The fifth track is titled Meeting Our Fate. Meeting Our Fate is a return to the “dark sonorities” that defined the introductory track. Effectively reflective of the name the track is very slow and intentionally crafted. Electronic and orchestral sounds combine in a dark atmospheric narrative. The music inspires the eerie silence of a battleground during the aftermath of battle. Meeting Our Fate is the ultimate in somber ritual ambient music. The song invokes deep feelings of resignation, despair, and reflection. Capturing the dark and the emotional, Penitent is a psychic surgeon of frightening skill and letting Penitent lead you astray on a sonic journey is a unique and rewarding experience. Meeting Our Fate is at once consuming and nourishing as you drink from the dark narrative of Pertinent. The sixth track on the album titled The Resurrection of the Nativity redirects the music away from inspiration and sentiment and straight into ritual industrial music. The Resurrection of the Nativity begins with thundering drums and primitive sounding acoustics and cymbal crashes. The music drives forward with a malignant force that knows no mercy. The song invokes vast armies marching towards their fate across barren and scorched lands. Electronic sounds add a menacing and tense suspension to the music. The Resurrection of the Nativity is Penitent at their fiercest and possibly most forceful performance. If The Resurrection of the Nativity does not get your blood flowing then you might need to check your pulse.
A blessing in the Desert is the seventh song. A blessing in the Desert is the wake after the storm. Once again gears shift and the music returns to the subdued and mournful. In the settling of the dust and the drying of blood their remains regret and truth. Penitent is phenomenal in driving the steak through our collective heart and slowly bleeding our every last emotion. The music of Penitent stirs deep within our collective subconscious and awakens memories of war, nationalism, glory, and shame. The eighth song titled The Final Decisions continues to stir the devouring winds of personal and collective demons. Snare drums and dismal orchestrations flesh out another track of opposing emotion and conflicting sentiments. Once again Penitent invokes the sacral and the profane in a unifying gesture that is moving and sober. Abandoned is the ninth track featured on Deserted Dreams. Abandoned is very reflective of its name as piano wanders remotely through vague and shadowy soundscapes that gasp in the darkness as if lost and alone. Orchestral strings and wind are your only companions in this sad narrative when the piano loses you in the dark. Epitaph for the Lost Ones effectively concludes the album with a dark ritual martial industrial composition that thunders through the speakers and listener alike. In honor of the “Lost Ones” Karsten delivers a superb song driven by pounding drums and balanced dark ambient atmospherics. Epitaph for the Lost Ones combines darkness and force into a powerhouse of rhythmic pulsating martial euphoria not to be missed.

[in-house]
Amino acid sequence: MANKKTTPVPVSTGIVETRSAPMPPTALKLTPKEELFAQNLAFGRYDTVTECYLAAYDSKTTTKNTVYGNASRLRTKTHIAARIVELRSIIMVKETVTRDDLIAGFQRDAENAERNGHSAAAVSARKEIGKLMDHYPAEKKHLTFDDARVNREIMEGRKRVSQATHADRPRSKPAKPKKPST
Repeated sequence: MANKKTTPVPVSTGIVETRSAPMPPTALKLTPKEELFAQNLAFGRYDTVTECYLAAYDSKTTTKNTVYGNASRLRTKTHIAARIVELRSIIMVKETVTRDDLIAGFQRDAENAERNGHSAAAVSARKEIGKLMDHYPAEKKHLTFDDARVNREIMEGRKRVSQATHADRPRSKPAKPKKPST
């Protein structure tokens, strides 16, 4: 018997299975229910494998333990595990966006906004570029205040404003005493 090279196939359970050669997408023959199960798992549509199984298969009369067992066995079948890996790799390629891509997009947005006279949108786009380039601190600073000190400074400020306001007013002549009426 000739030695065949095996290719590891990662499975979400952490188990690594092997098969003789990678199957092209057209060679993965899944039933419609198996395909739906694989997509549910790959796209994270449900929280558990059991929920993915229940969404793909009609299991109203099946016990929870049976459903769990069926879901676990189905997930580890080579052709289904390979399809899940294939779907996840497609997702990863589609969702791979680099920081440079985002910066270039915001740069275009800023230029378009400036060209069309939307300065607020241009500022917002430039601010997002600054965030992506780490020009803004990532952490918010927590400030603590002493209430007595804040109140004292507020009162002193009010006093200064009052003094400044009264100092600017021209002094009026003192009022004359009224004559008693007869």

Penitent - Deserted Dreams is a highly recommended for all faeries that have an established interest in martial, dark ambient or dark electronic music. Needless to say faeries that enjoy bands such as Sophia, DIJ, Tordoih, Predella Avant, Regarde Extreme and Karjalan Sissit and the like will find Penitent to be a very welcomed new member to the collective dark music family. Radial Faeries that remain unfamiliar with the mentioned genres but enjoy ambient, classical, or neoclassical music might try out Penitent. It is obvious that the artist is working with very emotional and often dark compositions so those Faeries that feel easily violated by dark feelings should steer clear.
Penitent - Deserted Dreams has enormous possibilities for personal ritual or spiritual practices. The music is very emotional and either very somber or exalting. With varying emotions coursing through the music and very epic music delivery the music would be well fitted for invocations to the likes of Hel, Mars, Thor, or Vulcan. Meditation and trance as well as visualization could readily be motivated and or guided by this marvelous album. Faeries planning on using Deserted Dreams for ritual purposes should be sure they can navigate all the possible emotions and visions that might be incurred.